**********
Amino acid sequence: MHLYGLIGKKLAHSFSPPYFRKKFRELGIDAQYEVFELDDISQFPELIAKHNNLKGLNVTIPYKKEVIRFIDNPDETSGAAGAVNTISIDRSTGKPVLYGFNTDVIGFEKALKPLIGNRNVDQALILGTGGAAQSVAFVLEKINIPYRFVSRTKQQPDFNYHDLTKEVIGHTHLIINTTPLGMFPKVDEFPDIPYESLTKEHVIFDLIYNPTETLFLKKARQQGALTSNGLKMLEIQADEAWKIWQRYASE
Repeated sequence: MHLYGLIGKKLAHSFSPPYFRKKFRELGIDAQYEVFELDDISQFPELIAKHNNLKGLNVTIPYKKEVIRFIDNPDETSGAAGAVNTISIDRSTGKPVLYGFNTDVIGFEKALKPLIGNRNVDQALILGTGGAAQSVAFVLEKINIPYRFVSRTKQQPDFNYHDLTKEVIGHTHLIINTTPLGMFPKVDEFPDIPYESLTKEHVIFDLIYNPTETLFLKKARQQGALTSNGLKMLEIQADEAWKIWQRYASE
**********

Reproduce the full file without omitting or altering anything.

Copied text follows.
Amino acid sequence: MHLYGLIGKKLAHSFSPPYFRKKFRELGIDAQYEVFELDDISQFPELIAKHNNLKGLNVTIPYKKEVIRFIDNPDETSGAAGAVNTISIDRSTGKPVLYGFNTDVIGFEKALKPLIGNRNVDQALILGTGGAAQSVAFVLEKINIPYRFVSRTKQQPDFNYHDLTKEVIGHTHLIINTTPLGMFPKVDEFPDIPYESLTKEHVIFDLIYNPTETLFLKKARQQGALTSNGLKMLEIQADEAWKIWQRYASE
Repeated sequence: MHLYGLIGKKLAHSFSPPYFRKKFRELGIDAQYEVFELDDISQFPELIAKHNNLKGLNVTIPYKKEVIRFIDNPDETSGAAGAVNTISIDRSTGKPVLYGFNTDVIGFEKALKPLIGNRNVDQALILGTGGAAQSVAFVLEKINIPYRFVSRTKQQPDFNYHDLTKEVIGHTHLIINTTPLGMFPKVDEFPDIPYESLTKEHVIFDLIYNPTETLFLKKARQQGALTSNGLKMLEIQADEAWKIWQRYASE